Even as many in the geek-o-sphere drool in anticipation for the onset of Google Glass, some technologists are starting to question the very real privacy issues entangled with the use of these wearable computers and cameras.
Predictably, the first concerns raised about Google Glass were about the user's privacy: If I am transmitting all of this data to Google, it is going to know even more about me than ever! Or so the reasoning goes. I have to admit that this has been bugging me, but since I carry around an Android phone already, I'm pretty sure Google pretty much knows whatever it wants to know about me.
But then there's the other half of the privacy problem, which not many in the community have yet voiced: What about the privacy of the people these devices are looking at?
Anonymous Cameras Everywhere
Being monitored by video cameras is nothing new, of course; it's a risk we run every day. If I happen to absent-mindedly pick my nose in the seemingly empty frozen food aisle at Mega-Mart, it's a pretty sure bet that my gross-out was captured on a video somewhere.
The advent of Google Glass supercharges the equation, because now the number of cameras increases - perhaps exponentially - and they'll show up in ever more unexpected places owned by a much wider variety of people and organizations.
For now, there's an implied trust that someone from the store won't take that nose-picking video and put it on YouTube as part of a "Disgusting Things Journalists Do" montage. Sure, there's nothing really stopping some bored Mega-Mart employee from scraping that video for whatever purpose. But, should they happen to post said video and I happen to see it, I will likely recognize my surroundings in the video and find someone to sue.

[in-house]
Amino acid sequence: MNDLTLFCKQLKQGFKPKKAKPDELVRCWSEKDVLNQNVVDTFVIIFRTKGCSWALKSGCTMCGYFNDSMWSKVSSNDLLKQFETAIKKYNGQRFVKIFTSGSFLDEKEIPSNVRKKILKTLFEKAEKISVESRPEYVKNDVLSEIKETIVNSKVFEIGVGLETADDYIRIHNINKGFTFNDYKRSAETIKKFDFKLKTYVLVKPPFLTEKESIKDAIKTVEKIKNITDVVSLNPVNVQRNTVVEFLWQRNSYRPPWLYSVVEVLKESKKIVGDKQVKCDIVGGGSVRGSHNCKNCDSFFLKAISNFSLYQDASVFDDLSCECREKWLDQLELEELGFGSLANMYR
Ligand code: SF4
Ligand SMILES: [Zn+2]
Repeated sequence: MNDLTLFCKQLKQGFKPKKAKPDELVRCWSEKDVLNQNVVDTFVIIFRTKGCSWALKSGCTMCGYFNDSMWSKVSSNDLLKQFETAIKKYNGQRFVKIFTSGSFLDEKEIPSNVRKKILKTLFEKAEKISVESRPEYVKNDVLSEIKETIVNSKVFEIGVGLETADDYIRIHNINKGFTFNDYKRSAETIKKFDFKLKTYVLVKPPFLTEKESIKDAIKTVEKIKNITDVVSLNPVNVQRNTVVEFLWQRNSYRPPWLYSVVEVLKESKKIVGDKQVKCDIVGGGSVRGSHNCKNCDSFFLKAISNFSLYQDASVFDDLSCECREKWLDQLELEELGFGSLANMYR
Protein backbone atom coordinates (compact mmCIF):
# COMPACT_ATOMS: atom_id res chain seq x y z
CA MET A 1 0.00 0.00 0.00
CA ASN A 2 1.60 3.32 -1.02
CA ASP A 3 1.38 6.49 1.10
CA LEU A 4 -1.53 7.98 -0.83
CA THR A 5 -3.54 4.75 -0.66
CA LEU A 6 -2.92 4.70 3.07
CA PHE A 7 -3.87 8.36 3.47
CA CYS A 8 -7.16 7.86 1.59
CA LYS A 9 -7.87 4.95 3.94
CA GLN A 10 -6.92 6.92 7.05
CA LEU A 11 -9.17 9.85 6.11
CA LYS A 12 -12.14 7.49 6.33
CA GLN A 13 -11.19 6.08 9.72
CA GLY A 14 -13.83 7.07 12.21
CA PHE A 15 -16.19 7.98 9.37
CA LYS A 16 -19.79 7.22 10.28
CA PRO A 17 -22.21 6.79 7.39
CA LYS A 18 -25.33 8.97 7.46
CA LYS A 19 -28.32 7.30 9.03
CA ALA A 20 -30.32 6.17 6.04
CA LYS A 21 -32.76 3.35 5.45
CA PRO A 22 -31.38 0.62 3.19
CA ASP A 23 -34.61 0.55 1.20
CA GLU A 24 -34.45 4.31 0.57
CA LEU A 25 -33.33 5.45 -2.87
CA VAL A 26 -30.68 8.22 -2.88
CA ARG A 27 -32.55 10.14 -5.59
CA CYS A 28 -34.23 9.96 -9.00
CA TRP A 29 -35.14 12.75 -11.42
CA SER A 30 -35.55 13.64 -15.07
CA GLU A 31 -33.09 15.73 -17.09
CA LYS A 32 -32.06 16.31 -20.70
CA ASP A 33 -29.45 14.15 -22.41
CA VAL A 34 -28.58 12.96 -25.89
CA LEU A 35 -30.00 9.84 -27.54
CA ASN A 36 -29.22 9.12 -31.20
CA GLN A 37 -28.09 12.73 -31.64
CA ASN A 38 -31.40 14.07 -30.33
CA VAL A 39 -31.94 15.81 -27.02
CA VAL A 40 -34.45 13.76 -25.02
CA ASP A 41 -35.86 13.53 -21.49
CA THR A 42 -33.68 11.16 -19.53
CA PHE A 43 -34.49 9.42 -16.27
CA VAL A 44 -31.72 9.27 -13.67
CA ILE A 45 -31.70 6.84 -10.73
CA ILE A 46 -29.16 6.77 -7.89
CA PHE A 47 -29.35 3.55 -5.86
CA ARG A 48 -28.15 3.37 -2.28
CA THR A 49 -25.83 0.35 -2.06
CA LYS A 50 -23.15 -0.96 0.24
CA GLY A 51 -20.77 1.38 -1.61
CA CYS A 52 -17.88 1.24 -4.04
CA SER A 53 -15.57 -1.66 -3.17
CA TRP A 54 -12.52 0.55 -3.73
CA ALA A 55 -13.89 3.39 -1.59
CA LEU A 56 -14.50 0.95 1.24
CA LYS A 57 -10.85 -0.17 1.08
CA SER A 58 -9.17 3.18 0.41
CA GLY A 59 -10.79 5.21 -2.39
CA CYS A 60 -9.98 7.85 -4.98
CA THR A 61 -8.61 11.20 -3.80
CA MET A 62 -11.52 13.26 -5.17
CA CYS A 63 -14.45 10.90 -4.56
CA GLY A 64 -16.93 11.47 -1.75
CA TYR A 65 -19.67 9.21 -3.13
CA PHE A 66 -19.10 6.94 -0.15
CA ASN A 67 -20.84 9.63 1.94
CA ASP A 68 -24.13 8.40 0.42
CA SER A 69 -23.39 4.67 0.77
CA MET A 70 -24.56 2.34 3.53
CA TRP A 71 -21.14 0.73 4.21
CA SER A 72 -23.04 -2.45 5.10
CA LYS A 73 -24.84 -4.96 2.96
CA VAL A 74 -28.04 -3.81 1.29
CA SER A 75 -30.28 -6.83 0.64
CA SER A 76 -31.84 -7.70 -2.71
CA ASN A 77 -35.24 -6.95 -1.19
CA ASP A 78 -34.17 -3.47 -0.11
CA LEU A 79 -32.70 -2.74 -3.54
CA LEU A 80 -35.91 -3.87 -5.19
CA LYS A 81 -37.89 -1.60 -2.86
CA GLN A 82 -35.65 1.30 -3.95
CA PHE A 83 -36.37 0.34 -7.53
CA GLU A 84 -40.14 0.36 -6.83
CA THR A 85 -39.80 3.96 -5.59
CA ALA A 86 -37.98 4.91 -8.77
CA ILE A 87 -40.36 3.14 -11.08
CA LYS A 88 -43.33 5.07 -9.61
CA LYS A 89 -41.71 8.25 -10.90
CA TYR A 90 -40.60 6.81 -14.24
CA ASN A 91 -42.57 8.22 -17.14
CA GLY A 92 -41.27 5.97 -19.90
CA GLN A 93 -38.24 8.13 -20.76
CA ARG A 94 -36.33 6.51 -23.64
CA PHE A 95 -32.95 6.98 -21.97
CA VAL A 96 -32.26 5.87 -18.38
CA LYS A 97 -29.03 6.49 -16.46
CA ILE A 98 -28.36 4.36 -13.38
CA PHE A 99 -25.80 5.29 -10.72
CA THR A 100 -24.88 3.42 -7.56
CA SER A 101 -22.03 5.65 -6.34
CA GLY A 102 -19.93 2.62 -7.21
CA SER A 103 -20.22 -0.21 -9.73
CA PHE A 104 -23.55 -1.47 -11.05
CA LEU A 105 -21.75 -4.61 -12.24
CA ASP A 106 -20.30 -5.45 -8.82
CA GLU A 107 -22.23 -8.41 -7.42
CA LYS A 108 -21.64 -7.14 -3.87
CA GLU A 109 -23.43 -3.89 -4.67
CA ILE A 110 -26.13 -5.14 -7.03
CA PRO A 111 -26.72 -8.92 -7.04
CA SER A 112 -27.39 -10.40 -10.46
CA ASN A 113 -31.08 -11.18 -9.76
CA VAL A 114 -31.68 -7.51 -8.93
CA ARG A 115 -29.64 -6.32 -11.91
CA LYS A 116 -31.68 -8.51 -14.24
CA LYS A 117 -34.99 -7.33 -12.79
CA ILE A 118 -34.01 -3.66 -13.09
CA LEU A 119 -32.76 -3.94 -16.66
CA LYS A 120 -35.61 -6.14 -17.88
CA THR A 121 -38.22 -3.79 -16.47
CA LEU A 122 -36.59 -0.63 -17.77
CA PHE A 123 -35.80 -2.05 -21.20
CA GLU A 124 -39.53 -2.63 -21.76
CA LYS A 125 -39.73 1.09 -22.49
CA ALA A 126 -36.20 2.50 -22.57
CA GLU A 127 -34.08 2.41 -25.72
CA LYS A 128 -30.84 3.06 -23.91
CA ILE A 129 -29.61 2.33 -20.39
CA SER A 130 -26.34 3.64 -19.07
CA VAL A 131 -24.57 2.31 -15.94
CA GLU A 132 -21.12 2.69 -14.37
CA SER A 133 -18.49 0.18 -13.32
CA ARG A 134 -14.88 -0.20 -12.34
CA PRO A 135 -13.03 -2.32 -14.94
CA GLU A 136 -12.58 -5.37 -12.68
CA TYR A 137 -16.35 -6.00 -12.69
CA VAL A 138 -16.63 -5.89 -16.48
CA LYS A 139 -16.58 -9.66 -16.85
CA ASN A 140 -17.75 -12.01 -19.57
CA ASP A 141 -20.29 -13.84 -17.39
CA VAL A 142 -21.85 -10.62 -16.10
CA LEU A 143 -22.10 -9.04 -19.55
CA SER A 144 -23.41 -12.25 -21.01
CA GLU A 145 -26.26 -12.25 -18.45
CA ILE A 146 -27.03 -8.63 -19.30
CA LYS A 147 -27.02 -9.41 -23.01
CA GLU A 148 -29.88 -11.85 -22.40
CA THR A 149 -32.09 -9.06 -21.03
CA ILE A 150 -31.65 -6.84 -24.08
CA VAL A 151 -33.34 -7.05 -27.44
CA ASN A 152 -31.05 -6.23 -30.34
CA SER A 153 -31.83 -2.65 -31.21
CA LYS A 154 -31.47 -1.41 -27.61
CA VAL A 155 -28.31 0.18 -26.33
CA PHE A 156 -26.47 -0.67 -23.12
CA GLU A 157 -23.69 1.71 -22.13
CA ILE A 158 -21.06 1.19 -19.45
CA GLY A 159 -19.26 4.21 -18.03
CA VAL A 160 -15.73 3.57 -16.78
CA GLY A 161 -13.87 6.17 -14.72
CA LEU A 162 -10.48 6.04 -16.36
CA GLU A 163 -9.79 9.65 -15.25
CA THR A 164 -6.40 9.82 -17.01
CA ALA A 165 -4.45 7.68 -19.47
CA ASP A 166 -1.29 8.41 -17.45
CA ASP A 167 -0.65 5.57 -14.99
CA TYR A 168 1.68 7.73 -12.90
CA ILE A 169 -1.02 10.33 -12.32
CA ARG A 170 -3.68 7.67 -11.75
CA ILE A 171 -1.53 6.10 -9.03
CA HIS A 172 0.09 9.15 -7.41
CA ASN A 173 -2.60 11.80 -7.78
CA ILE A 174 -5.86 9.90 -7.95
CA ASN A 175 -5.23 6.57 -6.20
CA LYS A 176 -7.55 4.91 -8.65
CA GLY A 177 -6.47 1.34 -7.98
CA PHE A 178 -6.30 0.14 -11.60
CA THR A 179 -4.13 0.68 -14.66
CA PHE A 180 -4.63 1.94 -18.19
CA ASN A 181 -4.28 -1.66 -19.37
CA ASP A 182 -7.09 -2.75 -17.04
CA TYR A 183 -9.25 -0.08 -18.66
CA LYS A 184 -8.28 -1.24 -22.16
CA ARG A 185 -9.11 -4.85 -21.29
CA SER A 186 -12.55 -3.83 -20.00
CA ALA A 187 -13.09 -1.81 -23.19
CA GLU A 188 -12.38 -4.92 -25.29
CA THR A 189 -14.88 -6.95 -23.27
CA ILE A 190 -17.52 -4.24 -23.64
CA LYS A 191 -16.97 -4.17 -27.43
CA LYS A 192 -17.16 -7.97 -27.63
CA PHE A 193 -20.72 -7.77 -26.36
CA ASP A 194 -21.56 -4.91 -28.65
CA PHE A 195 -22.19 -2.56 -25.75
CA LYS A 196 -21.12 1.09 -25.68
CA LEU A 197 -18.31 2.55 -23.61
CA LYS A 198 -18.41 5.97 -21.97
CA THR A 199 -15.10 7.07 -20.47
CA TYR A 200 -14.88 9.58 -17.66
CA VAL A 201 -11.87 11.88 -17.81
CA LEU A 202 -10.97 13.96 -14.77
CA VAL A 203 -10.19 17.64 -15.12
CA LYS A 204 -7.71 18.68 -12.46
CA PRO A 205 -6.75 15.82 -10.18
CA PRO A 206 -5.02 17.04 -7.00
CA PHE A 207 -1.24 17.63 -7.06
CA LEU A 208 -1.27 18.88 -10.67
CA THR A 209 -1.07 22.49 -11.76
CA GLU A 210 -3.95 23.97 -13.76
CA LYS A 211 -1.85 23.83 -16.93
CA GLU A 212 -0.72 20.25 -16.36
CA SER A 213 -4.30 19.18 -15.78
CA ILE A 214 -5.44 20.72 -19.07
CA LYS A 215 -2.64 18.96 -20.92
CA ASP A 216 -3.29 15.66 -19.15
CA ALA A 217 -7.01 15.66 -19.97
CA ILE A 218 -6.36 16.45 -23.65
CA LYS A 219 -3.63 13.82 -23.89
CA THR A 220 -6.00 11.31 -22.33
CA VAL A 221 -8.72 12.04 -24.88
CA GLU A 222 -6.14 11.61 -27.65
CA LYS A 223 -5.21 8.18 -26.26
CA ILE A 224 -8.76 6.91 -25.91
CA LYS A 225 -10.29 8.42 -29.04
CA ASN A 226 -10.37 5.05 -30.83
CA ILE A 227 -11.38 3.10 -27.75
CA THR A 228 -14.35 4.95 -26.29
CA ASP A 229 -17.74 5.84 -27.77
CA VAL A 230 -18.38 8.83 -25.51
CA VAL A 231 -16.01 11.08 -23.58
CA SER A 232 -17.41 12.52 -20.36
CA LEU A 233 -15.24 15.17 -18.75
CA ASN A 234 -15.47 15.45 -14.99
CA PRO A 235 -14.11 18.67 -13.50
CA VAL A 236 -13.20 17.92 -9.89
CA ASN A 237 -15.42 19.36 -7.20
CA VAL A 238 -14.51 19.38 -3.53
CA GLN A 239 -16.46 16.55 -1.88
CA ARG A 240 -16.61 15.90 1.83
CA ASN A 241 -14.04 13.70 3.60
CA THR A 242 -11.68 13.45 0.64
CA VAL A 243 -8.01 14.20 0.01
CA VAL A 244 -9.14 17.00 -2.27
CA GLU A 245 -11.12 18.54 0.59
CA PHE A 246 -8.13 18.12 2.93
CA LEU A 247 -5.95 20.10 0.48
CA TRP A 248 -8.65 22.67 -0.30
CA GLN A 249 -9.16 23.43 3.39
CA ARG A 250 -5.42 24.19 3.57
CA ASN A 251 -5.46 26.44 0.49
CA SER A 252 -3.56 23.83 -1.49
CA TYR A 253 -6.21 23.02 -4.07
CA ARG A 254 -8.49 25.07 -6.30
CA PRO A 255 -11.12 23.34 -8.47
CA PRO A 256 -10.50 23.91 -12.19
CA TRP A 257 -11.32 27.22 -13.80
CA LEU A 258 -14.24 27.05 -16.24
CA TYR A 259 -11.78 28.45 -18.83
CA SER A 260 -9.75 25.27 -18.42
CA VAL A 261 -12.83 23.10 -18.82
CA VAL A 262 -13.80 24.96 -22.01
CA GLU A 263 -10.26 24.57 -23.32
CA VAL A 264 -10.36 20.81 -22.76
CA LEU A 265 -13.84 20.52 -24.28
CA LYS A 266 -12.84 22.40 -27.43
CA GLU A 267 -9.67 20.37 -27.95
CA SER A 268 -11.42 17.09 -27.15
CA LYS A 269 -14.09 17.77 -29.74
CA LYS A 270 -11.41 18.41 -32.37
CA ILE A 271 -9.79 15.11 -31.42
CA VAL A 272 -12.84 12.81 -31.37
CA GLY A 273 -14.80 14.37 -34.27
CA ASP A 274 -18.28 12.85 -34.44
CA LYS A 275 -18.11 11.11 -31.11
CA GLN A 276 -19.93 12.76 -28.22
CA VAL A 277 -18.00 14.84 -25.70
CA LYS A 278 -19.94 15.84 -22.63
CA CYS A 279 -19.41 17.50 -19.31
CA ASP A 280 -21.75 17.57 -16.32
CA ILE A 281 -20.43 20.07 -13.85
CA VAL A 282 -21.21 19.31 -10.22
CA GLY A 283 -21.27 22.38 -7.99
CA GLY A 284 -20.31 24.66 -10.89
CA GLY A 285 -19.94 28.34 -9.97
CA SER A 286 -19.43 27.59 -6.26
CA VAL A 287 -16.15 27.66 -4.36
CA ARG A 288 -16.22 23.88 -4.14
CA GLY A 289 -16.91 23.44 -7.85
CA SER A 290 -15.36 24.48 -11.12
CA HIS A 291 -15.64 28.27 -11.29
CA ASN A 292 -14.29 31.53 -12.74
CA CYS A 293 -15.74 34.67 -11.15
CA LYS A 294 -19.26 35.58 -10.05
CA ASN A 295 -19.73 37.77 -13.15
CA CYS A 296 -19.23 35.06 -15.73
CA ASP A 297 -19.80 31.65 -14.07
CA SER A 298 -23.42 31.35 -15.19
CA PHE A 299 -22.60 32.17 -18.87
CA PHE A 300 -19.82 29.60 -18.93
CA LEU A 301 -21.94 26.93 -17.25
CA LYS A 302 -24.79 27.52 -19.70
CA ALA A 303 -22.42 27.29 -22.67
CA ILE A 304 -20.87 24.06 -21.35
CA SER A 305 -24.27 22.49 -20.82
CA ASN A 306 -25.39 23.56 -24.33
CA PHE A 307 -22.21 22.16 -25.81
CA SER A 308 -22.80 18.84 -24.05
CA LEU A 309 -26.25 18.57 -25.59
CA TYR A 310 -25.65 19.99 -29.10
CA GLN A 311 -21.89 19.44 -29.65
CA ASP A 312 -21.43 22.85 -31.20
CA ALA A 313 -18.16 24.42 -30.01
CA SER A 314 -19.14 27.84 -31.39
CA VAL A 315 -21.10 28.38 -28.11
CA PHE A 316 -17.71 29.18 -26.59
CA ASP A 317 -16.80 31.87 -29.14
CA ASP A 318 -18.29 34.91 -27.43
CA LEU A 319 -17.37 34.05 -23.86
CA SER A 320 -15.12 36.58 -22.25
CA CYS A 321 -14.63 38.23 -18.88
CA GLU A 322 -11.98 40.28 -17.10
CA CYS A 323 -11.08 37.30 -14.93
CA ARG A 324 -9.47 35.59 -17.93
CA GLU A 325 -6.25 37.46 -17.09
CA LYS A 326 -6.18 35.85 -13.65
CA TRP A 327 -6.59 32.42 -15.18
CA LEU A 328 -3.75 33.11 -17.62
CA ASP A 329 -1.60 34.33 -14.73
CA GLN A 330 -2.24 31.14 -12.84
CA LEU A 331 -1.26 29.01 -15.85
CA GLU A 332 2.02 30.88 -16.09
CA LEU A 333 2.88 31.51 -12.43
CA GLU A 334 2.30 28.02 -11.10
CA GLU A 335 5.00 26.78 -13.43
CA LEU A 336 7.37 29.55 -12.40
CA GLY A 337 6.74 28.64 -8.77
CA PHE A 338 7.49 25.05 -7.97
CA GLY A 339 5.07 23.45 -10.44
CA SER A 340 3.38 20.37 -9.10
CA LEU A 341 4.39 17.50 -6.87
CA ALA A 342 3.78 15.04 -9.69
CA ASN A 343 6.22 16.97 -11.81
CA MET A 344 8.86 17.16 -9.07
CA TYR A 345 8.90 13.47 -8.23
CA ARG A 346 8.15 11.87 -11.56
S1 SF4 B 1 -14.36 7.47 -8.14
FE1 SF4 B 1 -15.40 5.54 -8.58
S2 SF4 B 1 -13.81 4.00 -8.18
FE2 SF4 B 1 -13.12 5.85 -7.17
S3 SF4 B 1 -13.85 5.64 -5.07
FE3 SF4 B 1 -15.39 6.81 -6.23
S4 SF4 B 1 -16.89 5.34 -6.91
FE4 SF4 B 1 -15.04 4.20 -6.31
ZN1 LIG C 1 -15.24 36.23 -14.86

Now imagine the same situation, recorded not by the store's cameras, but by someone wearing a Google Glass or similar device who happened to be standing unnoticed at the end of the aisle. Our voyeur records the incident, posts it on the Web anonymously, and -boom! - my reasonable expectation of privacy is violated. And I will likely never be able to find the culprit to take the video down.
The lesson here - beyond "don't pick your nose" - is that if these devices do indeed take off, there is nothing to stop someone from monitoring and tagging me in photos, microblogs or videos - whether or not I know what's going on.
There can be some positives out of this kind of citizen "Eye in the Sky." If someone commits a crime, for instance, they might have been surreptitiously recorded in the act, with less obvious danger to the recorder than holding up a smartphone. Indeed, in his novel Earth, futurist David Brin outlines a near-future where citizens keep down random street-crime just by the existence of video recording equipment they wear.
But there's a flip side to this, when a collection of Brin's characters, a group of street punks, is befriended by an elderly man who seems to want to teach them about the Way Things Were. It all goes well, until after the senior man's death, the gang discovers to their mortification that the man has been logging every conversation for use in a social-observation article about the state of youth in that society.
A little out there? Maybe so, but how long before Tumblr, Flickr and YouTube are filled with text and video content of embarrassing moments captured by Google Glass?
Anyone Can Be a Target
Beyond the voyeur problem, I keep coming back to how this technology can be abused - particularly this very scary scenario:
Imagine someone builds an app that lets you upload a photo of someone to your Google account and then uses facial-recognition software to process the face of every person you see. Sure, there are benign uses for such a tool, such as helping people remember the names of the people they meet.